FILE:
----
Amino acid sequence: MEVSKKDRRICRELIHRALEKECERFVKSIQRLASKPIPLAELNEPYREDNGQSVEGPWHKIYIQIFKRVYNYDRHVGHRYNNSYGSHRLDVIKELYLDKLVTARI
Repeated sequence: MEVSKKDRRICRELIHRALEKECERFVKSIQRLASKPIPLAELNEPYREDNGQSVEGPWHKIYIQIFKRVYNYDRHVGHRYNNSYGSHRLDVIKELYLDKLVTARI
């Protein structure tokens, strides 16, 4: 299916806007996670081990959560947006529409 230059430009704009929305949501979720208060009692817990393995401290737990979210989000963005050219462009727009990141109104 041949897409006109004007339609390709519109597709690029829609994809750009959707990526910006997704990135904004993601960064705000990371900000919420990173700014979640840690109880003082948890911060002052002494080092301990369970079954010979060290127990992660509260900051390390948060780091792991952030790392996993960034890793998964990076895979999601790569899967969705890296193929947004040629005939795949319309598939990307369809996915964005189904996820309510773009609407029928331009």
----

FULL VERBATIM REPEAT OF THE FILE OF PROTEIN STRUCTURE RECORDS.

Amino acid sequence: MEVSKKDRRICRELIHRALEKECERFVKSIQRLASKPIPLAELNEPYREDNGQSVEGPWHKIYIQIFKRVYNYDRHVGHRYNNSYGSHRLDVIKELYLDKLVTARI
Repeated sequence: MEVSKKDRRICRELIHRALEKECERFVKSIQRLASKPIPLAELNEPYREDNGQSVEGPWHKIYIQIFKRVYNYDRHVGHRYNNSYGSHRLDVIKELYLDKLVTARI
């Protein structure tokens, strides 16, 4: 299916806007996670081990959560947006529409 230059430009704009929305949501979720208060009692817990393995401290737990979210989000963005050219462009727009990141109104 041949897409006109004007339609390709519109597709690029829609994809750009959707990526910006997704990135904004993601960064705000990371900000919420990173700014979640840690109880003082948890911060002052002494080092301990369970079954010979060290127990992660509260900051390390948060780091792991952030790392996993960034890793998964990076895979999601790569899967969705890296193929947004040629005939795949319309598939990307369809996915964005189904996820309510773009609407029928331009």